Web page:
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Foti C. 1, Cassano N. 1, Vestita M. 1, Zito F. A. 2, Popescu O. 3, Ferrorelli E. 4, Vena G. A. 1
1 Department of Biomedical Sciences and Human Oncology, Dermatology Clinic, University of Bari, Italy
2 Unit of Pathology, Ospedale Di Venere, Bari, Catania, Italy
3 Department of Pathology, National Cancer Institute, Bari, Italy
4 Institute of General Surgery and Laparoscopic Approach “G. Marinaccio”, University of Bari, Italy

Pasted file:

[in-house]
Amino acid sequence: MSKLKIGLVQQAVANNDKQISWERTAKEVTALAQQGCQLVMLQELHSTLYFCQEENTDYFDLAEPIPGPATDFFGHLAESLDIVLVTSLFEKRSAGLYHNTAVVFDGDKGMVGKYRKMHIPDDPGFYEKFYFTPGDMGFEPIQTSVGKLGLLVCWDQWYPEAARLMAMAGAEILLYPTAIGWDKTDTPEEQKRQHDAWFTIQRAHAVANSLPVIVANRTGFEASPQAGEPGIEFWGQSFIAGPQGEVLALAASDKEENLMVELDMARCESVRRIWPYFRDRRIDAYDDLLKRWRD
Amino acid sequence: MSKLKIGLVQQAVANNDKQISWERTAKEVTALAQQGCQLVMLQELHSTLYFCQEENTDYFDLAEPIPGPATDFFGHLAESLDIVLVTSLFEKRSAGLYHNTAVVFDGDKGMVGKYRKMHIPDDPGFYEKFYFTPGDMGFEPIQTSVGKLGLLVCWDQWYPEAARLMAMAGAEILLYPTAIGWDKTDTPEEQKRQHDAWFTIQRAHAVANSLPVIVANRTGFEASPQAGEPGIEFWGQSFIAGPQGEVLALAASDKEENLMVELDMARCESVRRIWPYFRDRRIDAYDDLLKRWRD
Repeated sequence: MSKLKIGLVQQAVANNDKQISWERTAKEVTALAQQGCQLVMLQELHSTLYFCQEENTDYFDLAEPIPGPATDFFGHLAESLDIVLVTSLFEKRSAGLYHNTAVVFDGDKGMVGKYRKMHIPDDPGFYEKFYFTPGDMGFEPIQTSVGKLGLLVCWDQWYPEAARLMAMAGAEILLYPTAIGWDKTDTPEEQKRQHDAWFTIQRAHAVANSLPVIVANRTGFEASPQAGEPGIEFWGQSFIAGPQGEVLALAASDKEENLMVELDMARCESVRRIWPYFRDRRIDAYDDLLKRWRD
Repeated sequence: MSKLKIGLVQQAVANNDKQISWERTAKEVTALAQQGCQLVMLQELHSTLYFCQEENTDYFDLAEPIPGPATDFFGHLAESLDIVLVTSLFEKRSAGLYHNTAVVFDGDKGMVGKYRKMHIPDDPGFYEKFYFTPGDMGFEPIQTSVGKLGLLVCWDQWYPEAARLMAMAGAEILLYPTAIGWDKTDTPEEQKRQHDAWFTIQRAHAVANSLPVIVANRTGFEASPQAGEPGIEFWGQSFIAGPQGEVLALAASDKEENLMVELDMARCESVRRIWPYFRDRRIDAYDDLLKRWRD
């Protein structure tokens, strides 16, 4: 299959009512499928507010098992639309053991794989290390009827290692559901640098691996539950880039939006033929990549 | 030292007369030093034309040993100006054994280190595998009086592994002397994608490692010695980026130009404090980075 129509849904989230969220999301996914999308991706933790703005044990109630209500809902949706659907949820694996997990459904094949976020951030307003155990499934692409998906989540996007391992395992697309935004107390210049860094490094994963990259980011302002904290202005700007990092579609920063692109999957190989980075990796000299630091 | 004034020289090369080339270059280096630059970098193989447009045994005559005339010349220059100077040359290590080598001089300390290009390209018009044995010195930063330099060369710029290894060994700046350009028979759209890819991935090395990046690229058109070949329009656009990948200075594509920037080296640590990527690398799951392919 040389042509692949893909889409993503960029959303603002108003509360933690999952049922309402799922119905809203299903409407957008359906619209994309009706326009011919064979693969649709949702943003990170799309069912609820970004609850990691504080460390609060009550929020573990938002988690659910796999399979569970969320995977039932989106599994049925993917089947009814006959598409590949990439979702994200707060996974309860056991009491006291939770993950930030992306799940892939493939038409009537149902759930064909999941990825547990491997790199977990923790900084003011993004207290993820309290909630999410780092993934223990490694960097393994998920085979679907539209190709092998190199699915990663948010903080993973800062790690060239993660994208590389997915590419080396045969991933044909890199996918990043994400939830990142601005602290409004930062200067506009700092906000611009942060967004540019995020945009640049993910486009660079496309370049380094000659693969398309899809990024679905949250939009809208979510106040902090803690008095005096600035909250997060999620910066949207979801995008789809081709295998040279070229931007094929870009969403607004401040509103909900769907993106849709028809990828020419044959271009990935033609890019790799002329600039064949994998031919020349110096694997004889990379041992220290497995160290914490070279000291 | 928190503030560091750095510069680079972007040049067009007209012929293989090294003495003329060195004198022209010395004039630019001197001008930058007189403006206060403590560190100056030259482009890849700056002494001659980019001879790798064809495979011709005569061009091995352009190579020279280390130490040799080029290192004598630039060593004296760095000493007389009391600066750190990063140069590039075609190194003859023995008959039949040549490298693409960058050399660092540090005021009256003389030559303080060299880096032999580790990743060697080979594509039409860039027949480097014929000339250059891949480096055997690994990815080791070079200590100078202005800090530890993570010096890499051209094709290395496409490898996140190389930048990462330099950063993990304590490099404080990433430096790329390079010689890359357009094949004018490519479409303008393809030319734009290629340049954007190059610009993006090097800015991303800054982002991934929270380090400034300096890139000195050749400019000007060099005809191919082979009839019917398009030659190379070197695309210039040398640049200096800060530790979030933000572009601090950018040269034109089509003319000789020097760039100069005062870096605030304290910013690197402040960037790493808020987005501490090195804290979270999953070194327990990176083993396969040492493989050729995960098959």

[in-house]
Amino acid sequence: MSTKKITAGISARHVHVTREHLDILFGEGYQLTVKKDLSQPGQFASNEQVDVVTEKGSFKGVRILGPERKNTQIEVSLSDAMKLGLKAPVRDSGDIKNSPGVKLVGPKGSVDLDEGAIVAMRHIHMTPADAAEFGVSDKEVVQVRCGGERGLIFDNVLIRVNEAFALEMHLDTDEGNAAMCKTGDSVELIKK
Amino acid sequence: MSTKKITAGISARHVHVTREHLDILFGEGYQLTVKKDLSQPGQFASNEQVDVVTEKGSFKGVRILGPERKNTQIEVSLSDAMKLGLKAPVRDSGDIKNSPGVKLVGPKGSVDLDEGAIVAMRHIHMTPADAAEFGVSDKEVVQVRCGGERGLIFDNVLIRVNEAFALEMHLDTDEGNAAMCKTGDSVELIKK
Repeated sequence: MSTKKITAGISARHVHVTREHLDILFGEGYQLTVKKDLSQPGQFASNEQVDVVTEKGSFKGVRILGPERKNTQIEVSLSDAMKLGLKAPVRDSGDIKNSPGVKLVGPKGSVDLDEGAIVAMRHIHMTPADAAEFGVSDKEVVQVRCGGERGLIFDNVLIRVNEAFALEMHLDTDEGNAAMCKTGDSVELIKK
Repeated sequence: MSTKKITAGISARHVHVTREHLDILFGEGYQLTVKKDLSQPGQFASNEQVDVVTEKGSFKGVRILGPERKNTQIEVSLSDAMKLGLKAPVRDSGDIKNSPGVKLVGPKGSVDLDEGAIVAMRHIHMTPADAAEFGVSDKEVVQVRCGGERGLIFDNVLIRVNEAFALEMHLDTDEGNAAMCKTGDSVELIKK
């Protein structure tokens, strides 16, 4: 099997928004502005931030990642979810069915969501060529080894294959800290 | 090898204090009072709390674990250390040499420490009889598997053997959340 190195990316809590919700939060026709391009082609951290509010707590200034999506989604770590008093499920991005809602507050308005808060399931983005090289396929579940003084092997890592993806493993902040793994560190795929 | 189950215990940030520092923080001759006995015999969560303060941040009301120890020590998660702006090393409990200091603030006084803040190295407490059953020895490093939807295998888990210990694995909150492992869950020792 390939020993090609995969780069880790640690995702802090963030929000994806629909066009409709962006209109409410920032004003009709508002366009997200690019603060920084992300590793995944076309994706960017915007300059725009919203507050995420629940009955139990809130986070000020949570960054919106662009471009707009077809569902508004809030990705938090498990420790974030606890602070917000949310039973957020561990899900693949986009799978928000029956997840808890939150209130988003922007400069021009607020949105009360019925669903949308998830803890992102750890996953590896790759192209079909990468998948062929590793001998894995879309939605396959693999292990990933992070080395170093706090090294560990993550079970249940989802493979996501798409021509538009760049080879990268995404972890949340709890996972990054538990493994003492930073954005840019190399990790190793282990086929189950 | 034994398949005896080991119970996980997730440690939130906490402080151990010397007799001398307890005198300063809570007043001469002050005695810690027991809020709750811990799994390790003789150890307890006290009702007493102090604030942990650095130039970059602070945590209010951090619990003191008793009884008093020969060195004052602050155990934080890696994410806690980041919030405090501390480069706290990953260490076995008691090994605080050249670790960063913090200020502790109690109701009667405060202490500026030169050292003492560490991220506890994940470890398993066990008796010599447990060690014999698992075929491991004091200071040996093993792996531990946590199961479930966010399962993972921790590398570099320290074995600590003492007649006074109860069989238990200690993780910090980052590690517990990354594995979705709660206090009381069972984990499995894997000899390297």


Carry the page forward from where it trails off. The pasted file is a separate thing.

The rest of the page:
Granular cell tumor (GCT) is an uncommon tumor of neural origin which can appear in virtually any site of the body, and occasionally in the breast. We describe the case of a young woman with a painful slow-growing plaque arranged along the left nipple circumference showing inflammatory signs. Treatment with systemic and topical antibiotics, in combination with a corticosteroid ointment, induced only a modest improvement of the inflammatory changes. Histopathologic examination of a punch biopsy specimen taken from the plaque revealed the presence of nests of large polyhedral cells with a granular cytoplasm. Immunohistochemical staining evidenced the positivity of these cells for S-100 protein, neuron-specific enolase and CD68, along with the negativity for pan-cytokeratin and HMB-45. Based on these findings, the diagnosis of GCT was made and the plaque was surgically excised with no recurrence during a 6-month follow-up period. GCT of the nipple should be differentiated from several malignant and benign conditions, including breast cancer, Paget’s disease, leiomyoma, and chronic eczema. Diagnosis of GCT can be made only performing histopathological and immunohistochemical studies, which are also useful to discriminate the possible albeit rare variants of malignant GCT. Biopsy is a fundamental step before taking definite decisions on the therapeutical management in order to avoid inappropriate surgical procedures.